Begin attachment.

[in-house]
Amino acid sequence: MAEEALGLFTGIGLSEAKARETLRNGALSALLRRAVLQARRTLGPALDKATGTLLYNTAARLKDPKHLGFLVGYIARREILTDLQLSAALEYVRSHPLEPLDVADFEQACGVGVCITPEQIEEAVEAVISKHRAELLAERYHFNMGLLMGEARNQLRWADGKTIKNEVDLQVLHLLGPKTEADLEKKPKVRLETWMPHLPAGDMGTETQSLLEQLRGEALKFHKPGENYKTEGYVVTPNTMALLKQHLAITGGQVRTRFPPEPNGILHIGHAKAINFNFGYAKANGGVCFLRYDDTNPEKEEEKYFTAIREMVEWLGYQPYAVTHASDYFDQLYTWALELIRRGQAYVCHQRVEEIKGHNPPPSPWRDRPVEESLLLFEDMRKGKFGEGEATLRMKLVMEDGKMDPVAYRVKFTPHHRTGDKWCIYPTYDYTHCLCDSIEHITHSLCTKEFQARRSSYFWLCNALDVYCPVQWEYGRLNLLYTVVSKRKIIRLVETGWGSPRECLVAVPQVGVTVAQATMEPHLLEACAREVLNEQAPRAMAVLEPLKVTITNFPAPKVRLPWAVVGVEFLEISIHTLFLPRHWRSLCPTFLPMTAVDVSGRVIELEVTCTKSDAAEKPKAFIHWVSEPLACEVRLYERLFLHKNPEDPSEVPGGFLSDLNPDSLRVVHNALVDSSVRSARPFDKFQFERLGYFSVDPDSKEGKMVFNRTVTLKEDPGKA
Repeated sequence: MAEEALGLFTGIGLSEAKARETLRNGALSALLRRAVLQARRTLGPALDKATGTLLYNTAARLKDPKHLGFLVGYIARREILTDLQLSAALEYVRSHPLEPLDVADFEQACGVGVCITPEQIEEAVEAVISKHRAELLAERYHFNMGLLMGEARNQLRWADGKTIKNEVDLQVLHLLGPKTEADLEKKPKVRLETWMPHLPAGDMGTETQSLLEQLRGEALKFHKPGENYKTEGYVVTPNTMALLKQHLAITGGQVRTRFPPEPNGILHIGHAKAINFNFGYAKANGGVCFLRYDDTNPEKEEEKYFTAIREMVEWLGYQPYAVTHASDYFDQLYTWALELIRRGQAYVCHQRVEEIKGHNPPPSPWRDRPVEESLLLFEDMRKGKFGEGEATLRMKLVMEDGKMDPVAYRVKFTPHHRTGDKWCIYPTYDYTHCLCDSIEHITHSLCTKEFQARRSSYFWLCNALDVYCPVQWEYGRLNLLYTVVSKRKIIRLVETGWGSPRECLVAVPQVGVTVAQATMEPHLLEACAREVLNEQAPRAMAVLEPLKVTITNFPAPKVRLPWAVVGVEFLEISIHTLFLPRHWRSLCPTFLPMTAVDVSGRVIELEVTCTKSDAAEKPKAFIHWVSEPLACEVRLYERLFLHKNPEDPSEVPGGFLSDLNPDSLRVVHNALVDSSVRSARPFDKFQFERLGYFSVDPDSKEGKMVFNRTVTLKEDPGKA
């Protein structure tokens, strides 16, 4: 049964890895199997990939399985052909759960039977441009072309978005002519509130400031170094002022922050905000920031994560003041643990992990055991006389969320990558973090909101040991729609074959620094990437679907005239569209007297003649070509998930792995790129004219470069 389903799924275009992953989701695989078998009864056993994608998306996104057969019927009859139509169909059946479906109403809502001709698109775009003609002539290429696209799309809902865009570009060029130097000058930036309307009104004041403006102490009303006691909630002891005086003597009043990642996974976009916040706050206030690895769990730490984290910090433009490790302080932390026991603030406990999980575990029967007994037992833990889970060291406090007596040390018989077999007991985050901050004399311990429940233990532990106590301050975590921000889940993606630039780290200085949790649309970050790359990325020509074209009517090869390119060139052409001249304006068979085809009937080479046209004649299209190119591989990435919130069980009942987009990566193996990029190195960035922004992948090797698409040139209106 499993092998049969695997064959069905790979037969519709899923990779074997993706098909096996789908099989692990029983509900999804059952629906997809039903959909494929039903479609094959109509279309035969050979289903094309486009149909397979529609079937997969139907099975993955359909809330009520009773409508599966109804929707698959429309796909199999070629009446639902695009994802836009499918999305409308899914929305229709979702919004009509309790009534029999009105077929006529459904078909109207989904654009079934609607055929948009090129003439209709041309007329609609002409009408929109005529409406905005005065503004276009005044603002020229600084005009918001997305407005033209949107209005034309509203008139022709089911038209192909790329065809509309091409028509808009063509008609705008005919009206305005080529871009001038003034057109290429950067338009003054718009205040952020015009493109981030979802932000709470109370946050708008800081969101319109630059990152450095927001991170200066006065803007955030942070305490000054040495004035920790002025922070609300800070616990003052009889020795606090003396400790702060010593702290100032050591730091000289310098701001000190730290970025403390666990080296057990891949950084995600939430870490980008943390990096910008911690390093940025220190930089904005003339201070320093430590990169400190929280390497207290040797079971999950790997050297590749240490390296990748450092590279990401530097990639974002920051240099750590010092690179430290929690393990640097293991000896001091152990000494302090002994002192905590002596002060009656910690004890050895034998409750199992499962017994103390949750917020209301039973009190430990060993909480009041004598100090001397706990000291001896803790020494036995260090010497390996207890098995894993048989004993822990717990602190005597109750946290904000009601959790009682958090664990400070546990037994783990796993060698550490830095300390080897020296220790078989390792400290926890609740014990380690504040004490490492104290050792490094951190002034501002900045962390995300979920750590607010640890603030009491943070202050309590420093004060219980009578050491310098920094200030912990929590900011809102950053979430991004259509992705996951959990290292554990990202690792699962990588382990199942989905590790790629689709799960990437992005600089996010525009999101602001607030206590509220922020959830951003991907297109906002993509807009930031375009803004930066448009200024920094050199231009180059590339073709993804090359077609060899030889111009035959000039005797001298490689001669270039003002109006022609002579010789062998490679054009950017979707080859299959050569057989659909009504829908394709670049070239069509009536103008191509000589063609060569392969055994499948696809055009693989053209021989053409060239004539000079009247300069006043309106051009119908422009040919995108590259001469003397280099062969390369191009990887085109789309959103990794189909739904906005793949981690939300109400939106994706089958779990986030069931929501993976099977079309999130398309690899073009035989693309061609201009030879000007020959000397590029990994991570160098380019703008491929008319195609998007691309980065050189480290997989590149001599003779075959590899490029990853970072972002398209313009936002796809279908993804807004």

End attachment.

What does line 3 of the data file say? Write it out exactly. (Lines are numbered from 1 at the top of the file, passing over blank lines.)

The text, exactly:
Repeated sequence: MAEEALGLFTGIGLSEAKARETLRNGALSALLRRAVLQARRTLGPALDKATGTLLYNTAARLKDPKHLGFLVGYIARREILTDLQLSAALEYVRSHPLEPLDVADFEQACGVGVCITPEQIEEAVEAVISKHRAELLAERYHFNMGLLMGEARNQLRWADGKTIKNEVDLQVLHLLGPKTEADLEKKPKVRLETWMPHLPAGDMGTETQSLLEQLRGEALKFHKPGENYKTEGYVVTPNTMALLKQHLAITGGQVRTRFPPEPNGILHIGHAKAINFNFGYAKANGGVCFLRYDDTNPEKEEEKYFTAIREMVEWLGYQPYAVTHASDYFDQLYTWALELIRRGQAYVCHQRVEEIKGHNPPPSPWRDRPVEESLLLFEDMRKGKFGEGEATLRMKLVMEDGKMDPVAYRVKFTPHHRTGDKWCIYPTYDYTHCLCDSIEHITHSLCTKEFQARRSSYFWLCNALDVYCPVQWEYGRLNLLYTVVSKRKIIRLVETGWGSPRECLVAVPQVGVTVAQATMEPHLLEACAREVLNEQAPRAMAVLEPLKVTITNFPAPKVRLPWAVVGVEFLEISIHTLFLPRHWRSLCPTFLPMTAVDVSGRVIELEVTCTKSDAAEKPKAFIHWVSEPLACEVRLYERLFLHKNPEDPSEVPGGFLSDLNPDSLRVVHNALVDSSVRSARPFDKFQFERLGYFSVDPDSKEGKMVFNRTVTLKEDPGKA